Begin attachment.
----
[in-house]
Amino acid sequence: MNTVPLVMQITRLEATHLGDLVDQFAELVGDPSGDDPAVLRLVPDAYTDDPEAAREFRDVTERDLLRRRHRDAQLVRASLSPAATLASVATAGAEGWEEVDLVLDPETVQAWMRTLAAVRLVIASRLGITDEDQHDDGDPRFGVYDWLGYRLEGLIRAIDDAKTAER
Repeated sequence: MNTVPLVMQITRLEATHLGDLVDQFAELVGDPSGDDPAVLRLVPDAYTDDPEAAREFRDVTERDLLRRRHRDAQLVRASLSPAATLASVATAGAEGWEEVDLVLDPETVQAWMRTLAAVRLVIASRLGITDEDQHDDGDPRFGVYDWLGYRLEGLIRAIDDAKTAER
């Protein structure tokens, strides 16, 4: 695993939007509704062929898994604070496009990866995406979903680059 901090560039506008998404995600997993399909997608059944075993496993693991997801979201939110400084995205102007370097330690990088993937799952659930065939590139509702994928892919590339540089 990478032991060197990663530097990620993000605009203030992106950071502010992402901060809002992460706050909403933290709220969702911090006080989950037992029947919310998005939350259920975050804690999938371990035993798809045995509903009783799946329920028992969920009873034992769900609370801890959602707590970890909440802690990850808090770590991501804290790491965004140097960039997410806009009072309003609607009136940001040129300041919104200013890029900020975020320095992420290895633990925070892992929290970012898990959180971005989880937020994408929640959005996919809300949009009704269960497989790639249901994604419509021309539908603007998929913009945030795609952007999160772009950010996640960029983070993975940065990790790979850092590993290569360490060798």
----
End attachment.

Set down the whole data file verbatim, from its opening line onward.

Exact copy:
[in-house]
Amino acid sequence: MNTVPLVMQITRLEATHLGDLVDQFAELVGDPSGDDPAVLRLVPDAYTDDPEAAREFRDVTERDLLRRRHRDAQLVRASLSPAATLASVATAGAEGWEEVDLVLDPETVQAWMRTLAAVRLVIASRLGITDEDQHDDGDPRFGVYDWLGYRLEGLIRAIDDAKTAER
Repeated sequence: MNTVPLVMQITRLEATHLGDLVDQFAELVGDPSGDDPAVLRLVPDAYTDDPEAAREFRDVTERDLLRRRHRDAQLVRASLSPAATLASVATAGAEGWEEVDLVLDPETVQAWMRTLAAVRLVIASRLGITDEDQHDDGDPRFGVYDWLGYRLEGLIRAIDDAKTAER
């Protein structure tokens, strides 16, 4: 695993939007509704062929898994604070496009990866995406979903680059 901090560039506008998404995600997993399909997608059944075993496993693991997801979201939110400084995205102007370097330690990088993937799952659930065939590139509702994928892919590339540089 990478032991060197990663530097990620993000605009203030992106950071502010992402901060809002992460706050909403933290709220969702911090006080989950037992029947919310998005939350259920975050804690999938371990035993798809045995509903009783799946329920028992969920009873034992769900609370801890959602707590970890909440802690990850808090770590991501804290790491965004140097960039997410806009009072309003609607009136940001040129300041919104200013890029900020975020320095992420290895633990925070892992929290970012898990959180971005989880937020994408929640959005996919809300949009009704269960497989790639249901994604419509021309539908603007998929913009945030795609952007999160772009950010996640960029983070993975940065990790790979850092590993290569360490060798």